Before departure, set Nav-1 to Gardner VOR, 110.6 MHz., and set the OBS to 298°. This will be a single-receiver navigation problem. WARIC intersection is the 238° radial of Keene VOR, 109.4 MHz.
Gardner field elevation is 955 ft. ATC has cleared you to 6000 ft.
Repeat the flight with a Runway 36 departure from Gardner. Turn left on departure to 270° and maintain that course until you intercept V2 westbound. Then follow V2 to WARIC Intersection. On reaching WARIC Intersection you are cleared to intercept V93 inbound to the Keene VOR, 109.4, on the 238° radial (Set your OBS to 058°). Reduce altitude to 3000 feet for the leg to Keene.
We will use the DME as an aid on when to again descend. When the DME reads 4.0 on the way to EEN VOR, further descend to 2000 ft and reduce speed to 90 kts. At EEN VOR turn left to about 025° to land at Dillant-Hopkins Airport, Keene, N.H., elev. 485 ft. You are cleared for a straight-in approach on Runway 02, 5.3 nm. from Keene VOR on the 022° radial outbound.
Determining the Wind Correction Angle that will keep you on course
This section will be a review for those who diligently worked the NDB portion of this tutorial. This is the situation that you will use most frequently if you set a wind in your flight simulator for your flying challenges: figuring out the proper Wind Correction Angle, WCA, or "bracketing the course."
If you always take immediate corrective action when you notice the left-right needle drifting off center, you'll never get off course far enough to need bracketing; but a sharp turn over the VOR or vectors to a new radial where the wind effect is unknown, may find you chasing a CDI that's off scale.
The first thing to do is to turn 30° towards the radial and wait for the needle to center. For example, in the last flight with a runway 36 departure from Gardner Muni Airport, turn left after exiting the traffic pattern to intercept the 298° radial. Since we want to intercept quickly, establish a 30° intercept angle with a heading of 268° and then track the 298° radial when the needle centers. With a crosswind, you'll soon notice that the CDI is drifting off center.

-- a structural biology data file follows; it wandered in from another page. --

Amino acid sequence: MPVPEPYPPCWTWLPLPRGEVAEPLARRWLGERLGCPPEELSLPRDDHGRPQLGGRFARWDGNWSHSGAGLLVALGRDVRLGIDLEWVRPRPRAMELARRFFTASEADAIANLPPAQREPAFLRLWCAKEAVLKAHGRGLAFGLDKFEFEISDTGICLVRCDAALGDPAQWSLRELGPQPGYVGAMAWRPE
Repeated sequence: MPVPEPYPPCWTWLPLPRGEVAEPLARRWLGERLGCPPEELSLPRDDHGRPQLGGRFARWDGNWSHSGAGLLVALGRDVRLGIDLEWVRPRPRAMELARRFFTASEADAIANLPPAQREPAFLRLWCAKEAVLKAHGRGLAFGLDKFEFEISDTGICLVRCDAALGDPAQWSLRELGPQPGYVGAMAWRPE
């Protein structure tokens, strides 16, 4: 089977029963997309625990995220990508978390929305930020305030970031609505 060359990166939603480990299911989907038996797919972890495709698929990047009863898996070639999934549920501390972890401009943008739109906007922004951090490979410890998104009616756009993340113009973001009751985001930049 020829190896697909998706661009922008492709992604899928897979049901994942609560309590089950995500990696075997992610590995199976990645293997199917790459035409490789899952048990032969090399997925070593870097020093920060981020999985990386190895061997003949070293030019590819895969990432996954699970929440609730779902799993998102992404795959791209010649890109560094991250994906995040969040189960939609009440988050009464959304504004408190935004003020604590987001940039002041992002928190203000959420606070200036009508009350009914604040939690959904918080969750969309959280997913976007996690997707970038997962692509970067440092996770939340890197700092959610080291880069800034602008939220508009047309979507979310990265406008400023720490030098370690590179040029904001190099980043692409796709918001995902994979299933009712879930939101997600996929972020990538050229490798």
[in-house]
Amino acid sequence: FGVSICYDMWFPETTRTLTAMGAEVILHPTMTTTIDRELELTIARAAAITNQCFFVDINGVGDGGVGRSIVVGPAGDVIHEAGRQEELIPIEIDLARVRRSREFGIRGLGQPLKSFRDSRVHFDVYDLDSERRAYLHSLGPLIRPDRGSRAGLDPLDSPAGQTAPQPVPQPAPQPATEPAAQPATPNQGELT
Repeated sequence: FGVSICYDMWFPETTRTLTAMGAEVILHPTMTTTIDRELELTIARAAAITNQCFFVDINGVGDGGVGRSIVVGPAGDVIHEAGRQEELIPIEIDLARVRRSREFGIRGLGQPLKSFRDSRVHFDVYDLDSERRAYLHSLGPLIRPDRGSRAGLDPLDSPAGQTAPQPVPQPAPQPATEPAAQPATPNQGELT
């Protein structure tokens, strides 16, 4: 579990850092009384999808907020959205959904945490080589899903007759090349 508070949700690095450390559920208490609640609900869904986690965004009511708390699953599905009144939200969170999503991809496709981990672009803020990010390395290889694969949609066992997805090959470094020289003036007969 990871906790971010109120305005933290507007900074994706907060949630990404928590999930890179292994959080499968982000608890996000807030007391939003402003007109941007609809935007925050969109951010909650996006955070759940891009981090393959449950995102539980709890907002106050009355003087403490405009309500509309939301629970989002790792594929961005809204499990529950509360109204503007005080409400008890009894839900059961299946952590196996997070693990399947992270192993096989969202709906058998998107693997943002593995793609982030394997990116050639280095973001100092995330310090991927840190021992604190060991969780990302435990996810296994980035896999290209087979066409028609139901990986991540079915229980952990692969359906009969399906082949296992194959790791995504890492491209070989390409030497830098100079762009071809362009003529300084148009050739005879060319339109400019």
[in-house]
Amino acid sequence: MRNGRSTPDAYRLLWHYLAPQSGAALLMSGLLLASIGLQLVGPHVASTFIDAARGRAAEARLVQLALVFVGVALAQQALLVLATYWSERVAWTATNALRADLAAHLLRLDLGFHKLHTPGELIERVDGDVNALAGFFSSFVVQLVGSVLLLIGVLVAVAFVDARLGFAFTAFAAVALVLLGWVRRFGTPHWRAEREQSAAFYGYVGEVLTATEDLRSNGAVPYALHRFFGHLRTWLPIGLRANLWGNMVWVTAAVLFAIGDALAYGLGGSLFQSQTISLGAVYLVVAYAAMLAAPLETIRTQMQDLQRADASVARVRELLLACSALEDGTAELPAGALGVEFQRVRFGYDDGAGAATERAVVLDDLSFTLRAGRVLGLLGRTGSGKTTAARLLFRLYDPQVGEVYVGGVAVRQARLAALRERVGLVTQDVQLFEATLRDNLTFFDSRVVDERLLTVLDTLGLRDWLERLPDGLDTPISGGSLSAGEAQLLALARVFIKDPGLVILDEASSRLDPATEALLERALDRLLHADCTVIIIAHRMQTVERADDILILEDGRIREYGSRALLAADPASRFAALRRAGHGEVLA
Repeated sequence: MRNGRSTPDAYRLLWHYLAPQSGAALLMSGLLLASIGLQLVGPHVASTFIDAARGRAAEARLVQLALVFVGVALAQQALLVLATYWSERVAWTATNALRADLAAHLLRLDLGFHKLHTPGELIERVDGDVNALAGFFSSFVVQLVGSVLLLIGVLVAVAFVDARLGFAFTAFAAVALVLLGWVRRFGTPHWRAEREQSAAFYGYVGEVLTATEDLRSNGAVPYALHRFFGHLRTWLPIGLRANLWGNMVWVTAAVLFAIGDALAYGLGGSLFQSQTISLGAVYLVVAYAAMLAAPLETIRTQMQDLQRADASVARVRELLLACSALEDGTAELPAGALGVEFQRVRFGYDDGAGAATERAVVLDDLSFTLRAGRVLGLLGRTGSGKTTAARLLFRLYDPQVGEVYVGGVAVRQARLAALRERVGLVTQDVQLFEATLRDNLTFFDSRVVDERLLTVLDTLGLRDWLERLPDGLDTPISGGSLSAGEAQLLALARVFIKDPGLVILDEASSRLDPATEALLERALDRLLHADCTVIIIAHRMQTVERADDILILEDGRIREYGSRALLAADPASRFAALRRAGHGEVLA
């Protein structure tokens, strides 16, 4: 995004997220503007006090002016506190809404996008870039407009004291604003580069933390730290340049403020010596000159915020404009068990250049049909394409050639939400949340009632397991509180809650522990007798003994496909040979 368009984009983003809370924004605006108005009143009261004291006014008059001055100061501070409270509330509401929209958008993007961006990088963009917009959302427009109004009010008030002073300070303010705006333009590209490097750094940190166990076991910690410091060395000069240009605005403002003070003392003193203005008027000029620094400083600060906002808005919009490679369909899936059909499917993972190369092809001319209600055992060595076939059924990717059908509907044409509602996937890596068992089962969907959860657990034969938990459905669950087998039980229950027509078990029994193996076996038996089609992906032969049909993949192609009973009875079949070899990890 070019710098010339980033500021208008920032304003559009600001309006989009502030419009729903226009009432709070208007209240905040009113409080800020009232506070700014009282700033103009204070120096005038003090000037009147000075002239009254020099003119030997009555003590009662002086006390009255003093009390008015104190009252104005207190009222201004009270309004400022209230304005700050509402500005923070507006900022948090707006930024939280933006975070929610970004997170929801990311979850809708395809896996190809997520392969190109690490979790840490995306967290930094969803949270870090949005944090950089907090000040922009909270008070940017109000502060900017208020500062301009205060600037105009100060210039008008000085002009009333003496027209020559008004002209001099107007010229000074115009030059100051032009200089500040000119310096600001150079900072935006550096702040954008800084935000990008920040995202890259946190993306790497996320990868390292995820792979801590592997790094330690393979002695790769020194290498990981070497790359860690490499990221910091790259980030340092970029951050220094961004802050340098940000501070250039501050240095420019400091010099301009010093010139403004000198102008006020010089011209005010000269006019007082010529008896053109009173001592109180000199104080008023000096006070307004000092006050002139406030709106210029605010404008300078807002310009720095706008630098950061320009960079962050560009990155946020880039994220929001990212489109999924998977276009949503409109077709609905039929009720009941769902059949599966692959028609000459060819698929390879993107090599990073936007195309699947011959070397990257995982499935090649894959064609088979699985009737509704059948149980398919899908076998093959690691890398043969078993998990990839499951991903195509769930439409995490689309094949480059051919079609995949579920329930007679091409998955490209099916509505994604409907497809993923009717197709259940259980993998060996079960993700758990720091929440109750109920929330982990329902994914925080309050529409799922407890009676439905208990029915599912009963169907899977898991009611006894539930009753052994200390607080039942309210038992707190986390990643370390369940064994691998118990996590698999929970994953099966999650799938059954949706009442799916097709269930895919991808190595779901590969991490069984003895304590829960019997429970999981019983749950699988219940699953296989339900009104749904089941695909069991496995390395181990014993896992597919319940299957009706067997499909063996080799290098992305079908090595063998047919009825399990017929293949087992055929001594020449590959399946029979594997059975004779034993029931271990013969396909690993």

Assume the wind has blown you to the left of coursethe needle is to the right of center. Here is the procedure for the example flight from Gardner to determine the Wind Correction Angle to accurately track the 0298° radial.
- Begin the bracketing procedure with a turn to 328°, which is the 298° desired track plus a 30° first-try bracket correction.
- This should move the needle back to center. Since it moved the CDI back to center, you now know the WCA bracket: 30° is too much and 0° is not enough.
- Try something in between, so with the needle centered, cut the wind correction in halfto 15°. Your heading should now be 298° + 15°, or 313°.
- Evaluate the effect of the 15° WCA. Depending on whether the plane still drifts away from the radial, add more correction; if it drifts toward the radial, decrease the WCA.
- Continue this cut-and-try process until the CDI stays nailed dead-on in the center.
- The procedure sounds complicated, but is very intuitive. Do it a few times and it becomes second nature.
Click on the VOR Navigation - Part III button for more VOR procedures.
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© 1999 2008, Charles Wood.